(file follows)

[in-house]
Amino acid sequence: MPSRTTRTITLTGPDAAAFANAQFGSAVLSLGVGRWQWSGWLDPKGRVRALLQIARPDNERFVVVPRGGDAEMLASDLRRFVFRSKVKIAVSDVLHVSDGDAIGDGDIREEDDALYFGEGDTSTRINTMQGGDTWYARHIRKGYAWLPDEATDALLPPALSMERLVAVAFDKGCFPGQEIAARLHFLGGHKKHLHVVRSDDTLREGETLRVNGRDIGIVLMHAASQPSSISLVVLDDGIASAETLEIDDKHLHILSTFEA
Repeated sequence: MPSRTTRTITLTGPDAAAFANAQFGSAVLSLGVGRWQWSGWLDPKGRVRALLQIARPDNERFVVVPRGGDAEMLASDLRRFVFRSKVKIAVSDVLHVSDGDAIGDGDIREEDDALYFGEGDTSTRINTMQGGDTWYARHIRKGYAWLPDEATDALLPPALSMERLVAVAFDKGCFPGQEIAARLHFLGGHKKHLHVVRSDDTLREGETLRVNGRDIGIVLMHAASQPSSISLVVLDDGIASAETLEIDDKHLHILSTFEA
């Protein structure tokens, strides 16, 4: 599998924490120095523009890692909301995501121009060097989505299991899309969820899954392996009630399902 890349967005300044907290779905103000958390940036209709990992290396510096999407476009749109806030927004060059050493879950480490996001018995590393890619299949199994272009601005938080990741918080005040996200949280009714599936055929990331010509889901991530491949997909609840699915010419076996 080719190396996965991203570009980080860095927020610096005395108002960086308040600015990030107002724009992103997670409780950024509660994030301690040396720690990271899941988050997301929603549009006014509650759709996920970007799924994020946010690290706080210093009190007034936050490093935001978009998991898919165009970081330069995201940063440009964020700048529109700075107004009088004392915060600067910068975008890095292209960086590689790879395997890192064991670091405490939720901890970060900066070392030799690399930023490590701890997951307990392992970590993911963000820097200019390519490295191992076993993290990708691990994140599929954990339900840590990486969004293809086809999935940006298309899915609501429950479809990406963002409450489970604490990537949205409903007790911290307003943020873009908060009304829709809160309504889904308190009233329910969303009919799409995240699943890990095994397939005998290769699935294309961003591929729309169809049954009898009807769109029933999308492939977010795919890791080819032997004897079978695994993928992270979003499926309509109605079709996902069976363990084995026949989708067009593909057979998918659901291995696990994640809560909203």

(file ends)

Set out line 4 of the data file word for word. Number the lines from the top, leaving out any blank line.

């Protein structure tokens, strides 16, 4: 599998924490120095523009890692909301995501121009060097989505299991899309969820899954392996009630399902 890349967005300044907290779905103000958390940036209709990992290396510096999407476009749109806030927004060059050493879950480490996001018995590393890619299949199994272009601005938080990741918080005040996200949280009714599936055929990331010509889901991530491949997909609840699915010419076996 080719190396996965991203570009980080860095927020610096005395108002960086308040600015990030107002724009992103997670409780950024509660994030301690040396720690990271899941988050997301929603549009006014509650759709996920970007799924994020946010690290706080210093009190007034936050490093935001978009998991898919165009970081330069995201940063440009964020700048529109700075107004009088004392915060600067910068975008890095292209960086590689790879395997890192064991670091405490939720901890970060900066070392030799690399930023490590701890997951307990392992970590993911963000820097200019390519490295191992076993993290990708691990994140599929954990339900840590990486969004293809086809999935940006298309899915609501429950479809990406963002409450489970604490990537949205409903007790911290307003943020873009908060009304829709809160309504889904308190009233329910969303009919799409995240699943890990095994397939005998290769699935294309961003591929729309169809049954009898009807769109029933999308492939977010795919890791080819032997004897079978695994993928992270979003499926309509109605079709996902069976363990084995026949989708067009593909057979998918659901291995696990994640809560909203």